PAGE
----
Last year I began to add practices to my morning routine. I still feel they were valuable practices, but they were each taking a few minutes away from the time I carved out for my morning writing until I was left with only a half hour to write each day despite waking earlier and earlier specifically to do that.
My time was intended for working on my novels, but that’s not how it was being used. My progress slowed and meanwhile, I was trying to do more and more.
It wasn’t that the tasks were being used as resistance to doing the work, but because I was putting them first, I was putting my effort into things that did not result in work progressing on my novels. And that’s as bad, isn’t it?
So yesterday I had this bit of an epiphany, after waking up earlier than ever and still only finding myself with 25 minutes or so to write before it was time to leave for work. I realized that these things not only took away from my time, but they put me in the wrong headspace.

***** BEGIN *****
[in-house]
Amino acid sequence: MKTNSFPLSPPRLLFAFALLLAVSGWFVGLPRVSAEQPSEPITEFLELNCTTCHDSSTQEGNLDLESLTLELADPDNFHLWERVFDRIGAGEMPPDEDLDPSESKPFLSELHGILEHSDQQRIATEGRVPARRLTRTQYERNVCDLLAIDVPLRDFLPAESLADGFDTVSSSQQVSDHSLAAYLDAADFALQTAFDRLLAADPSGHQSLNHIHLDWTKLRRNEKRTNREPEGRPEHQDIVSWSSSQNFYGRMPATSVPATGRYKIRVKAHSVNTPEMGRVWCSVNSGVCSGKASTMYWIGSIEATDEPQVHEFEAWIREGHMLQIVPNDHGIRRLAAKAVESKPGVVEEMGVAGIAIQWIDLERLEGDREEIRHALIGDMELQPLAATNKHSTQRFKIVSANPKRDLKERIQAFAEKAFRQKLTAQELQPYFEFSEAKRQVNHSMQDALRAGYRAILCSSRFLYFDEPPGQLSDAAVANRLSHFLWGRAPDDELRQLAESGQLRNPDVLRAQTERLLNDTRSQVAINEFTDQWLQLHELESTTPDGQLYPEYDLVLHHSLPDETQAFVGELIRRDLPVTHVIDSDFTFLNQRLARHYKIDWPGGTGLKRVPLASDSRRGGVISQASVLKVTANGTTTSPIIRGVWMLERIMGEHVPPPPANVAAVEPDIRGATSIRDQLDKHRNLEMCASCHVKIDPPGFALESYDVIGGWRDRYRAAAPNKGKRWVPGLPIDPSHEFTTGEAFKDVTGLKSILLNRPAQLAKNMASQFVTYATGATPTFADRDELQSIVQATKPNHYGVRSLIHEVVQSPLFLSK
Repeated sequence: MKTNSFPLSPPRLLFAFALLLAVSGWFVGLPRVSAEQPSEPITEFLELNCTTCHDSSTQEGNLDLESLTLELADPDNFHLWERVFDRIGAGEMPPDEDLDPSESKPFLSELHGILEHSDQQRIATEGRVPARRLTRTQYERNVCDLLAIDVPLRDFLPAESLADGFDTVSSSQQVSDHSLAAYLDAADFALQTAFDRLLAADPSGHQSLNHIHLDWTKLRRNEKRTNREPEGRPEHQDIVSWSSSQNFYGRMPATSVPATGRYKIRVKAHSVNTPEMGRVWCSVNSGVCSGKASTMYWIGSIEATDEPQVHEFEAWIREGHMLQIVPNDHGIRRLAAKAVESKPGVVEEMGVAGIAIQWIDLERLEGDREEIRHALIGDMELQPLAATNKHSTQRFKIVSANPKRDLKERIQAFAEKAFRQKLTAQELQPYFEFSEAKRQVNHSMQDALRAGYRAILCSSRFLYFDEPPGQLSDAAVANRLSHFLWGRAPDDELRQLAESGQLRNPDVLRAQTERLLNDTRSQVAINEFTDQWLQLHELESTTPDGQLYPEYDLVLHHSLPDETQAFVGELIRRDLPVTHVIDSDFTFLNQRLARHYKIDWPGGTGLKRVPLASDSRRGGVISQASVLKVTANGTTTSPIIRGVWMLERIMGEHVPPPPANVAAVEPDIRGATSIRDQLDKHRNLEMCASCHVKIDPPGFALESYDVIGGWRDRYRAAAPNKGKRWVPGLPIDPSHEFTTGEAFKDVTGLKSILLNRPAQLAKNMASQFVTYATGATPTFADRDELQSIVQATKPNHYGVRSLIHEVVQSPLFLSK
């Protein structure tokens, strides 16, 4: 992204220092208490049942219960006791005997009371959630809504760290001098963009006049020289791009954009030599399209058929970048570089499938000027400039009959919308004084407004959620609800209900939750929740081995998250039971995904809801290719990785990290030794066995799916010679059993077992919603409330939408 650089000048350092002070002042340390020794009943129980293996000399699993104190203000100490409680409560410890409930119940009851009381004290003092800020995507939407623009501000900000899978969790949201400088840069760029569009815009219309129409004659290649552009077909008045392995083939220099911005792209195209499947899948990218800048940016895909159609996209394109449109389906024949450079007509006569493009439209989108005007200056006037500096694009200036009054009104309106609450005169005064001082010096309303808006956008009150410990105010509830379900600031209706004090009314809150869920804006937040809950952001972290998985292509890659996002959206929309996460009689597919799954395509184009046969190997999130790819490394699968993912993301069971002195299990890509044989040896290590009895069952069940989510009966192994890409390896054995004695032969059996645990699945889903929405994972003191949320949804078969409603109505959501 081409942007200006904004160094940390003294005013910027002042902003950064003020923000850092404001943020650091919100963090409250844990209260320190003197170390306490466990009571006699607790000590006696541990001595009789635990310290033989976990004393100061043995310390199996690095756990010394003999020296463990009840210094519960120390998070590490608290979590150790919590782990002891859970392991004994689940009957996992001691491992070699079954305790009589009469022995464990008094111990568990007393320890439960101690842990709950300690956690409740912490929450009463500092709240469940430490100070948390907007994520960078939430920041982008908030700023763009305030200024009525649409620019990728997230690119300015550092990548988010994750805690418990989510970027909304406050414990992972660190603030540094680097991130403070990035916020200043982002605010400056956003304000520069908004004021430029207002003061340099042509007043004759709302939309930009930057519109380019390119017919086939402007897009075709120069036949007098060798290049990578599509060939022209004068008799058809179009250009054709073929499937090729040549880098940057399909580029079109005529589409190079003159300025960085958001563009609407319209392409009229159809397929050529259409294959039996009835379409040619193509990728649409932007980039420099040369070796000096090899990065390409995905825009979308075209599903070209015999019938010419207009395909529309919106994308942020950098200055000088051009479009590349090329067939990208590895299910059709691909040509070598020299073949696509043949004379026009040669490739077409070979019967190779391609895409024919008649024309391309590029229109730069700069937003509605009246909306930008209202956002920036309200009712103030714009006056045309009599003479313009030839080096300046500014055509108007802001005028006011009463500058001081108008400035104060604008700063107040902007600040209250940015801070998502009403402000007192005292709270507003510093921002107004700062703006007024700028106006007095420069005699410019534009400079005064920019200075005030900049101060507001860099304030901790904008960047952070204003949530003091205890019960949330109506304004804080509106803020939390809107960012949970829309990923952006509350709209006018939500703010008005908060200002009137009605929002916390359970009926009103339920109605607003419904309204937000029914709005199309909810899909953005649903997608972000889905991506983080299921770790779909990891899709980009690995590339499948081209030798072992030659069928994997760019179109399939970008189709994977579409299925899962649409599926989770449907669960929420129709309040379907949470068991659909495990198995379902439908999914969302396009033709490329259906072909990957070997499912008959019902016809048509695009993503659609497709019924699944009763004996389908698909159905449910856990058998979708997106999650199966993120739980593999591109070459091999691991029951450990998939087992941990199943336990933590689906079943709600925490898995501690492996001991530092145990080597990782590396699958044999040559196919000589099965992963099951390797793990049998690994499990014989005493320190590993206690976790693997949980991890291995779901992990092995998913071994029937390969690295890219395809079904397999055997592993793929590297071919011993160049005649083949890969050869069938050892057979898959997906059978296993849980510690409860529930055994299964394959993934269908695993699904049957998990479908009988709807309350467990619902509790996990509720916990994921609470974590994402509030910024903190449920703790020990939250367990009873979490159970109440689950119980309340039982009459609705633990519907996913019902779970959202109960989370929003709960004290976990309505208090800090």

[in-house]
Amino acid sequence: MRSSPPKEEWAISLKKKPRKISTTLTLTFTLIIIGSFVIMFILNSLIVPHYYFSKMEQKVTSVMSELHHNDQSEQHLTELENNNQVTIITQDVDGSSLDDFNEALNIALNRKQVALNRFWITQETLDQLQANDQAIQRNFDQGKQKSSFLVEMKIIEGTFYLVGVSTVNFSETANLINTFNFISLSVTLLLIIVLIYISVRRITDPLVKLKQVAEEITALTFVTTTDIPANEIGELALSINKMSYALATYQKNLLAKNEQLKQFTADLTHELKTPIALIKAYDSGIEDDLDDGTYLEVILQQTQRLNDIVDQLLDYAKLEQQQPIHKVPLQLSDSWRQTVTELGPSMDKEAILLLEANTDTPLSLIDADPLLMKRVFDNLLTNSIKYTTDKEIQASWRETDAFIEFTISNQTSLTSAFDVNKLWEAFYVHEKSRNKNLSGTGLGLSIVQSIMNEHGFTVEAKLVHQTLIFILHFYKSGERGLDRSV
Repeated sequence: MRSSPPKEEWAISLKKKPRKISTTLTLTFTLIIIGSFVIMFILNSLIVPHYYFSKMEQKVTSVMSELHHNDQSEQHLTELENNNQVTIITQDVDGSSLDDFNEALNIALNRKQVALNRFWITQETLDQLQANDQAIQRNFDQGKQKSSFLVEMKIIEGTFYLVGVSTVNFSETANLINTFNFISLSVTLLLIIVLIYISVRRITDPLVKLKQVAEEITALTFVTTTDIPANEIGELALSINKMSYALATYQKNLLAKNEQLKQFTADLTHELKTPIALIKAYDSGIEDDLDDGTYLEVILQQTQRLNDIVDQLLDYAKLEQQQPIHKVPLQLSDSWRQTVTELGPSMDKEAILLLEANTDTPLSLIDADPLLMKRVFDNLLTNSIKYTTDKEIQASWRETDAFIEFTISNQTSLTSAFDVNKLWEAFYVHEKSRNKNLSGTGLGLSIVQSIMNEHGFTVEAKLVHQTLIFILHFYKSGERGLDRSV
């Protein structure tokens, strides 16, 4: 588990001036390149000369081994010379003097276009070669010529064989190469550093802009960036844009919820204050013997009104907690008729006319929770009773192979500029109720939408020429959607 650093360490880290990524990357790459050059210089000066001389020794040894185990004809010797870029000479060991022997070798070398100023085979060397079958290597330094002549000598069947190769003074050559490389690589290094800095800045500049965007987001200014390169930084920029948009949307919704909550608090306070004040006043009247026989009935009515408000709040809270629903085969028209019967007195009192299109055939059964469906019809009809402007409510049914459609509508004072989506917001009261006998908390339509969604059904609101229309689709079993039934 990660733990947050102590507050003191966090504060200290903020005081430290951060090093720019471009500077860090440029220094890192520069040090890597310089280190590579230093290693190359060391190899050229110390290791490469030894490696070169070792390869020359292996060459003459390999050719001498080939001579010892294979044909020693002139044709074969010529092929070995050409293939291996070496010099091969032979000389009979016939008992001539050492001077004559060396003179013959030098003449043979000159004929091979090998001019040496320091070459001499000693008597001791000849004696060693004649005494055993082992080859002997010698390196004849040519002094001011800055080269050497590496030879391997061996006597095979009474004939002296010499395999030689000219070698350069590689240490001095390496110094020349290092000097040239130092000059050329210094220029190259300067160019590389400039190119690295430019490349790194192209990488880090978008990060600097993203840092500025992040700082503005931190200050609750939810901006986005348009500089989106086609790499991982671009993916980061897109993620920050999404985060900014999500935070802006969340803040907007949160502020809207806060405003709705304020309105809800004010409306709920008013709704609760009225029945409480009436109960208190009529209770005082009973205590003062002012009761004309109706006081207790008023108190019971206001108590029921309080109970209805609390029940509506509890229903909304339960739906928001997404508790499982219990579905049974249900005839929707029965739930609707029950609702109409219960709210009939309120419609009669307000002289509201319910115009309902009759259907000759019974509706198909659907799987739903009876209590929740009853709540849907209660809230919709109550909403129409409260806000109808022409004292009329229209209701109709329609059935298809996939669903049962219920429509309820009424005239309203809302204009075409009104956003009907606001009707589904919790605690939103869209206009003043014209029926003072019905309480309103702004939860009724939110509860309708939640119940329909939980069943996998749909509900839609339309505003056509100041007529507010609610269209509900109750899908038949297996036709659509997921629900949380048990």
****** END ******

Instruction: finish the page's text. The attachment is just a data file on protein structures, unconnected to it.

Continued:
All the journaling and visualization I added to my day deals with my imposter syndrome regarding my entrance to the world of self-publishing. I don’t worry about whether I can write or not. So to warm up for creative work with thoughts about marketing and building my subscriber base was counterproductive. I wish I’d seen it earlier.
So I resolved, yesterday, not to pollute the creative waters of my morning. To go from dream state to writing flow without putting a kink in the hose.
The result? This morning I set immediately to creative work. Spent the timed 16 minutes warming up with free-writing, and spent almost a full hour working on the next scene of Salvage.
And I still found time to work on that affirmation journaling, but instead of it taking a half hour, I gave it the five minutes I could spare when I was done writing.
Can one mic drop on oneself? Because if so? Boom.